4) Store your passwords in a notebook called passwords so you never forget another login

Bad idea – If someone opens your notebook , they can then log in on your computer with your credentials.

5) Antivirus, anti-malware tools and firewalls all slow down your computer, besides, you’ve never had a problem

Bad idea – all because you think you’ve never had a problem, does not mean that you have never been hit

6) Patching computers and installing updates gets in the way, takes too long and fills up your computer. Your computer works fine without them.

Bad idea – the hackers and malware writers can easily gain access to older versions of home systems, they have specific tools written to exploit these older out of date systems.

7) Leave your home computer on at home connected to the internet, that way you can just turn on the screen and have immediate access to the internet

Bad idea – if you are hacked, you won’t know about it till you get home and by then someone could have taken everything!

8) Downloading illegal content is fine, who cares about little old me !

Bad idea – it’s illegal.

9) Never clear your history – that way you can always find your old websites you have browsed

Bad idea – using tools a criminal can see everything you have done on your computer.

10) Auto-save passwords – that way your computer can auto-log in to all websites. How convenient is that, no more remembering passwords

Bad idea – anyone using your computer will also auto-login to sites with your details also, a criminal who may have been able to obtain remote access to your computer will also have all your passwords.

11) If they want to send you £20million from a relative you didn’t know from a foreign country you’ve never been to, what is £3000 in the grand scheme of things compared!!

Bad Idea – it’s a scam, congratulations, you’ve just lost £3000

Have some fun people and feel free to contact me on Twitter at @SPCoulson to add your own !

Security Valentines

So for Valentines, I decided to create a Hashtag #SecurityValentine partly for some fun but also to get some ideas together for simple security messages.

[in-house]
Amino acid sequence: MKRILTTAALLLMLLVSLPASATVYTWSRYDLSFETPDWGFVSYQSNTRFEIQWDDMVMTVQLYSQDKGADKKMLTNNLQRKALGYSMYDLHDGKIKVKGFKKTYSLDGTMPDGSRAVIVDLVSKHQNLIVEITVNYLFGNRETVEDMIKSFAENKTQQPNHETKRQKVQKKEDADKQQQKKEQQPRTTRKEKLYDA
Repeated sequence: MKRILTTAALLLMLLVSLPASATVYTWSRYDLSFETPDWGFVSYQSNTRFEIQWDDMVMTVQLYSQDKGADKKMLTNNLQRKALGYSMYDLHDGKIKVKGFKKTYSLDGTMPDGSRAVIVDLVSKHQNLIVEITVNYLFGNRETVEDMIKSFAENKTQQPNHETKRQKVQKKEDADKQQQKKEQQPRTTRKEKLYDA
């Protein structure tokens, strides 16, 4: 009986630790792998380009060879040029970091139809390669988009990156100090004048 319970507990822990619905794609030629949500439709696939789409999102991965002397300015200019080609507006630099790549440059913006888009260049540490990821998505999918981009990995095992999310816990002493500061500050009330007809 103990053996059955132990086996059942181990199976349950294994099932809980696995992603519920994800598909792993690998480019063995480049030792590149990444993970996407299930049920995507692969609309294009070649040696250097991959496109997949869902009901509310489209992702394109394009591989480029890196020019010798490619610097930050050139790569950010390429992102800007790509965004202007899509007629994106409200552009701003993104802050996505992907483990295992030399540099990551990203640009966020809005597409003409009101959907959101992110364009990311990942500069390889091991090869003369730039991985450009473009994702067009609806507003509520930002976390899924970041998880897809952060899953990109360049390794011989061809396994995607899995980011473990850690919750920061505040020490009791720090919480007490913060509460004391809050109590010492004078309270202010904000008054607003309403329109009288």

Roses are red,
Violets are blue,
I’m sat here,
Waiting to help you.

Roses are red
Violets are blue
All my base
Are belong to you

Snort is good
Kali is better
Get that signature
On the authorising letter

I hacked in
Found the data
I’m zipping it up
To exfiltrate later

Talk to me

I’m a Social Engineer
I won’t use your password
There’s nothing to fear (honest!)

I really regret
The hacker I dated
Get me a WAF
I’ve been penetrated. (Source David Powell)

I’m a virus
I’m here to destroy
There’s also a backdoor
That was my ploy

Give me your money
Ransomware is here
I’ll give you your data
After I’ve had this beer

Roses are red
Your password was weak
You’re now in a Pastebin
For hackers to seek. (Source @DeathsPirate)

Some malware is bad
But Cryptolocker is clever
I know your tactics
Click that Link – NEVER !

Roses are #C91D1D
Violets are #6411D5
…or would you prefer those in RGB?

Security gets me down
My Password is my DoB
What do you mean I’ve been hacked
Thought my AV was there to protect me

Valentines Day
Girls love me
I clicked this girls profile
Worst infection I coulda got me !

The roses have wilted
The violets have died
I didn’t do patch management
I’ve just been fired.

Website is down
Log files are blank
Fixing this stuff
Is not going to be fun at all is it ?

Compliance is dull
And sometime is effective
Its trying to implement it
To the great collective

Scada attack
Wow that sounds quite a fright
I’ll be OK
Hey, who turned out the light ?

Burp is the best,
Zap is nice too,
But stay inside scope,
Or you’ll end up in poo. (Source @PMason00)

I’m a script kiddie
I’m a DDoS king
Does that make me a Leet Hacker?
Or an annoying little thing ?

Roses are red
Pineapple’s yellow
Auto connecting …
Beware of the peril!(Source @DeathsPirate)

“I know who is
Who’s behind the @th3j35ter ”
Yet another troll out there
Reputation to be messed up !

Roses are red
This hat is white
Network Security’s
an ongoing fight!(Source @DeathsPirate)

Lock picking is fun
Use an electric gun
But using a bump kep
Is just as fun

Roses are red
Defcon badges are blue
Who’ll pay for a ticket
For Defcon #22 ?

I have a risk register
It did us some harm
I’ve never updated it
No need for alarm!
(is there?)

Log files are read
Language is blue
Firewalls opened up
Who was it .. was it you ?

Buried in the basement
Where no-one can see
Sysadmins everywhere
Are protecting you and me

Ethical hacking
Pen Testing too
Whatever you call it
Finding holes for you

Love em or hate em
Whistleblowers are here
It’s the data the still have
The govts/companies fear

Roses are red
Violets are blue
My security is weak
The hackers for through !